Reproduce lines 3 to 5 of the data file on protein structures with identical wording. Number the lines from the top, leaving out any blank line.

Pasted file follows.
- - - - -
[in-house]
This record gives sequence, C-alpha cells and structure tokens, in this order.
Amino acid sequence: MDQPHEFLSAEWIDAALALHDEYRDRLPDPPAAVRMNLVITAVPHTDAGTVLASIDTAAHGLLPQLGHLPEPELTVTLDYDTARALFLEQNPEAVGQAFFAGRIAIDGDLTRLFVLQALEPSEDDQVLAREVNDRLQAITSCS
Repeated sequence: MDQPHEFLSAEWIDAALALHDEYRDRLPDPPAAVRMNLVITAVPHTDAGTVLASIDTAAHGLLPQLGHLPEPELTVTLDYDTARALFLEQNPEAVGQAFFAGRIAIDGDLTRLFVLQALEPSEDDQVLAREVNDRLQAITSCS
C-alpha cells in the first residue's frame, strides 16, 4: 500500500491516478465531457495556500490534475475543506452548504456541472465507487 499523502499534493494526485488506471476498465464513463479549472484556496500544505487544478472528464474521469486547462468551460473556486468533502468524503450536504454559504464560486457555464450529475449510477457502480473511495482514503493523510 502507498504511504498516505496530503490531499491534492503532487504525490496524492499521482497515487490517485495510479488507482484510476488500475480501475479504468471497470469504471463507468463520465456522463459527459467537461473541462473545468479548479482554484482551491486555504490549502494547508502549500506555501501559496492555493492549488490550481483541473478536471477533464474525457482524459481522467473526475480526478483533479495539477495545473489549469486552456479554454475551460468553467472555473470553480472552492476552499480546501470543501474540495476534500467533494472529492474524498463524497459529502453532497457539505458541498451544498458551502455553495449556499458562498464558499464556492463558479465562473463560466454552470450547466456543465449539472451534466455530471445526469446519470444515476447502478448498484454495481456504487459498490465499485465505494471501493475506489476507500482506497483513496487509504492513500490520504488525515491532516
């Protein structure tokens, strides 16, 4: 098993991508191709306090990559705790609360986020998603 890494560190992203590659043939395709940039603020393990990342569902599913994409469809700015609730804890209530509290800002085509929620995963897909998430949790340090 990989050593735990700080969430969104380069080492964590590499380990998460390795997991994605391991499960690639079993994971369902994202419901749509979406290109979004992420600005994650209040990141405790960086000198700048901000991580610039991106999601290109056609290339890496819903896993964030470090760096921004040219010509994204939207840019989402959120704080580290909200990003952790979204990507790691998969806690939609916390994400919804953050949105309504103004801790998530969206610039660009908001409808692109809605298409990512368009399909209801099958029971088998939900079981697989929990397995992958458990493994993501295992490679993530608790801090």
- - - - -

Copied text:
Amino acid sequence: MDQPHEFLSAEWIDAALALHDEYRDRLPDPPAAVRMNLVITAVPHTDAGTVLASIDTAAHGLLPQLGHLPEPELTVTLDYDTARALFLEQNPEAVGQAFFAGRIAIDGDLTRLFVLQALEPSEDDQVLAREVNDRLQAITSCS
Repeated sequence: MDQPHEFLSAEWIDAALALHDEYRDRLPDPPAAVRMNLVITAVPHTDAGTVLASIDTAAHGLLPQLGHLPEPELTVTLDYDTARALFLEQNPEAVGQAFFAGRIAIDGDLTRLFVLQALEPSEDDQVLAREVNDRLQAITSCS
C-alpha cells in the first residue's frame, strides 16, 4: 500500500491516478465531457495556500490534475475543506452548504456541472465507487 499523502499534493494526485488506471476498465464513463479549472484556496500544505487544478472528464474521469486547462468551460473556486468533502468524503450536504454559504464560486457555464450529475449510477457502480473511495482514503493523510 502507498504511504498516505496530503490531499491534492503532487504525490496524492499521482497515487490517485495510479488507482484510476488500475480501475479504468471497470469504471463507468463520465456522463459527459467537461473541462473545468479548479482554484482551491486555504490549502494547508502549500506555501501559496492555493492549488490550481483541473478536471477533464474525457482524459481522467473526475480526478483533479495539477495545473489549469486552456479554454475551460468553467472555473470553480472552492476552499480546501470543501474540495476534500467533494472529492474524498463524497459529502453532497457539505458541498451544498458551502455553495449556499458562498464558499464556492463558479465562473463560466454552470450547466456543465449539472451534466455530471445526469446519470444515476447502478448498484454495481456504487459498490465499485465505494471501493475506489476507500482506497483513496487509504492513500490520504488525515491532516